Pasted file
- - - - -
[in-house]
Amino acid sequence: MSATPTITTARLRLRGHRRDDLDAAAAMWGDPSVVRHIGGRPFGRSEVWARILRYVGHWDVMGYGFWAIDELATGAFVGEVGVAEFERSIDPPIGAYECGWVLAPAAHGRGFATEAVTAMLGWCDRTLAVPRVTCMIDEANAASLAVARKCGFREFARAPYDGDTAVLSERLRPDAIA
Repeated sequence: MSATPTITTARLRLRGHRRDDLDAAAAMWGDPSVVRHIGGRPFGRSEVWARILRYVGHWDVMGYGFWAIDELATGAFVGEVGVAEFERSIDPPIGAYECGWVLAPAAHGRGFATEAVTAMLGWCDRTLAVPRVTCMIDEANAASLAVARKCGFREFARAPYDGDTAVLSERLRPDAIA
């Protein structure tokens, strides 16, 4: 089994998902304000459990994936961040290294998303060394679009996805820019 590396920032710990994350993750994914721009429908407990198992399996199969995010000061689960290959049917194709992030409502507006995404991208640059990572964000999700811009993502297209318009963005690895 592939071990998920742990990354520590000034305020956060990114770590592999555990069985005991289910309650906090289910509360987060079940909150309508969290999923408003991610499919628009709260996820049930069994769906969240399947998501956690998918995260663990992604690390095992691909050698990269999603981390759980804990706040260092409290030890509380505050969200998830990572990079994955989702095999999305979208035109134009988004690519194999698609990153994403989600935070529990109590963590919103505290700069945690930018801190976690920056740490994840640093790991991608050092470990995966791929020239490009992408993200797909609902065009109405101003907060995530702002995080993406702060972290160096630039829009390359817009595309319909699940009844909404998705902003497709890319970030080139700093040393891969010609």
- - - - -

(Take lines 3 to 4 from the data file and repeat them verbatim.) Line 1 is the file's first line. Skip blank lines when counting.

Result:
Repeated sequence: MSATPTITTARLRLRGHRRDDLDAAAAMWGDPSVVRHIGGRPFGRSEVWARILRYVGHWDVMGYGFWAIDELATGAFVGEVGVAEFERSIDPPIGAYECGWVLAPAAHGRGFATEAVTAMLGWCDRTLAVPRVTCMIDEANAASLAVARKCGFREFARAPYDGDTAVLSERLRPDAIA
């Protein structure tokens, strides 16, 4: 089994998902304000459990994936961040290294998303060394679009996805820019 590396920032710990994350993750994914721009429908407990198992399996199969995010000061689960290959049917194709992030409502507006995404991208640059990572964000999700811009993502297209318009963005690895 592939071990998920742990990354520590000034305020956060990114770590592999555990069985005991289910309650906090289910509360987060079940909150309508969290999923408003991610499919628009709260996820049930069994769906969240399947998501956690998918995260663990992604690390095992691909050698990269999603981390759980804990706040260092409290030890509380505050969200998830990572990079994955989702095999999305979208035109134009988004690519194999698609990153994403989600935070529990109590963590919103505290700069945690930018801190976690920056740490994840640093790991991608050092470990995966791929020239490009992408993200797909609902065009109405101003907060995530702002995080993406702060972290160096630039829009390359817009595309319909699940009844909404998705902003497709890319970030080139700093040393891969010609």